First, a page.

“If we didn’t accept they said it could take years until we would get a placement,“ Sofia Åsell told the Dagens Nyheter (DN) daily.
At first the family had secured a place for their daughter in a private pre-school but on coming back from holiday they found that it had been given to another child.
They immediately joined the City of Stockholm queue but could not get a place at any of the five choices they had researched. Instead they were offered a place for their daughter at school which they knew nothing about; Förskolan Måsen in south west Stockholm..
“The municipality didn’t seem to know much about it, just that it was a private pre-school that follows the Swedish curriculum,“ Åsell told DN.
But when the family received an information leaflet, they found that the school also used the teaching method ‘Applied Scholastics’.
Following an internet search, they realised that the method is based on the educational system developed by L Ron Hubbard. The Applied Scholastics trademark is owned by the Association for Better living and education (ABLE), which is a subdivision of the Church of Scientology.
As the parents had wanted a completely ordinary Swedish pre-school, they contacted the municipality to find out the alternatives, only to be informed that it could take years until they would find a place for their daughter if they failed to accept this one.
They felt reluctant to accept the placement but with having exhausted their parental leave entitlement, they were left with little choice.
“At the moment we are working in shifts to make ends meet. We were given no other option than to accept,” Åsell said.
According to DN, the first meeting with the pre-school left the parents as confused as before.
The teacher had informed them that the school was attached to the Church of Scientology but that the teaching method was based on respecting the children’s possessions and letting them resolve differences through communication.
“I didn’t want to write off the Scientology method without seeing it in practice, but I felt a little apprehensive as to what it might entail, Åsell told DN.
The couple still think it is strange that the authorities would place their daughter in ‘Scientology preschool’ considering the controversy that surrounds the movement.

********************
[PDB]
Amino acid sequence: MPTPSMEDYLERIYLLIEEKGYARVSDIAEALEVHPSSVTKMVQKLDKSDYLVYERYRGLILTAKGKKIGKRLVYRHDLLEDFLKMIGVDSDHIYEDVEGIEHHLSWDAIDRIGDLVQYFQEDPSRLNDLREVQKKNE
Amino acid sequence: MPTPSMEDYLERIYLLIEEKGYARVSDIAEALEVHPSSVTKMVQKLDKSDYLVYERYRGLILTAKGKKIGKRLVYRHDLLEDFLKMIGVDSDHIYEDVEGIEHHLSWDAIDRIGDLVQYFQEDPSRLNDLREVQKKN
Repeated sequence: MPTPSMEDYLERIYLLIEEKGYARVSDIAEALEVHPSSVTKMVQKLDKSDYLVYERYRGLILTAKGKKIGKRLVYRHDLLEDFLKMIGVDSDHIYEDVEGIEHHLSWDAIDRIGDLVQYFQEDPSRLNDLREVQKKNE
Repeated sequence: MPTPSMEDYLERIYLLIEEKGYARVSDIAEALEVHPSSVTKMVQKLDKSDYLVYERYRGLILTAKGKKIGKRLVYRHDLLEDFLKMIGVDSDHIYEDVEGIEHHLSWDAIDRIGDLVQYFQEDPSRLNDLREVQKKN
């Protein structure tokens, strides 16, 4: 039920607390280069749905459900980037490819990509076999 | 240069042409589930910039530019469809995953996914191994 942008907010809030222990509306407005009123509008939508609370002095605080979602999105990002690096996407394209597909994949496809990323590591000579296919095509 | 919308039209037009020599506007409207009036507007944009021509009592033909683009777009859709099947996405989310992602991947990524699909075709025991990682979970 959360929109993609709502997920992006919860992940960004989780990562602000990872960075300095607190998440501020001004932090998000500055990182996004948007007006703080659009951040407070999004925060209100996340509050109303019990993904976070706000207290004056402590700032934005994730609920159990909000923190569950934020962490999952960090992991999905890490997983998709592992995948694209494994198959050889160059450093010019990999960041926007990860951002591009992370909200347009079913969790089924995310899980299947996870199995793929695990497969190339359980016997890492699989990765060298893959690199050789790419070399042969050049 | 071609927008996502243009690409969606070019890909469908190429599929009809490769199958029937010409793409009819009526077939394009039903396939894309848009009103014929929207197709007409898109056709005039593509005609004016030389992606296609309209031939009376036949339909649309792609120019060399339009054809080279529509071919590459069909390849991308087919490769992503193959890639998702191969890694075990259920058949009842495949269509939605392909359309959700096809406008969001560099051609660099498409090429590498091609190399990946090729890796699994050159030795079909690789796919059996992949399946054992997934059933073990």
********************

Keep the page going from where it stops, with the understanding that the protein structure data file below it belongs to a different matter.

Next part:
But according to Leif Sjöholm, director of the district council (Stadsdelsförvaltningen), independent schools in Stockholm can choose either to have their own waiting lists or to join the city’s queue for pre-school placements.
As the school in question have chosen to join the city’s queue, the city distributes the placements at their school.
That the family were told they had to accept the placement or lose their place in the queue, Sjöholm thinks is worth looking into.
“I know that the City is looking over the rules on what happens if you decline a place, if there is a need to change the laws regarding the day-care guarantee,“ Sjöholm told The Local.
When doing a search for a pre-school on the City of Stockholm website, the school in question, which is part of a group of six schools in the Stockholm area, comes under the rather general term ‘others’ in the dropbox of ‘educational direction’.
The word ‘Applied Scholastics’ is mentioned on the page, but no explanation is given as to what that is.
However, information about the school – a leaflet provided by the schools themselves- is always given to parents, according to Sjöholm.
“But the main thing to remember is that the City of Stockholm Education Administration (Utbildningsförvaltningen) has approved the school,” he said.
According to the Education Administration the school has been approved because it follows the rules and the curriculum that regulates Swedish pre-schools.
When an independent school is started up, the administration reviews their application and once approved, they follow it up through regular inspections.
“What is important for parents is finding out as much as possible about the schools they are planning to send their children to,” Managing Director Thomas Persson told The Local.
He thinks that there is a danger in providing too much information on the Stockholm City website as it makes people unwilling to read on.
However, he doesn’t believe that ‘Applied Sholastics’ is a more unfamiliar concept for Swedes than for example ‘Montessori’ or ‘Reggio Emilia’.
The six schools; Måsen, Albatross, Pelikanen, Svanen, Lövgården and Tärnan, are all run by a group called ‘Förskolegruppen’ and are all featured on the City of Stockholm website.
On their own website, they have described Applied Scholastics as ‘a non-profit organisation created in 1972 by American educationalists inspired by the humanist L Ron Hubbard’s research into education and teaching methods.’
“Applied Scholastics means practical pedagogics with the child in the centre of the learning environment,” the explanation continues.
According to Mats Persson, parents should look further than the City of Stockholm website to research preschools. They can only provide parents with a limited amount of information.
“If there are any words or concepts that seem unfamiliar, you should definitely research it further to be certain in your choice. The most important thing is to find out as much as possible as a parent,” he said.
Persson has seen this question come up in the Swedish media previously- every 3 to 4 years the matter is brought up again in different forms.
However, in this particular case the district council has subsequently been able to solve the matter for the family and offer an alternative placement for their daughter, according to Leif Sjöholm of the district council.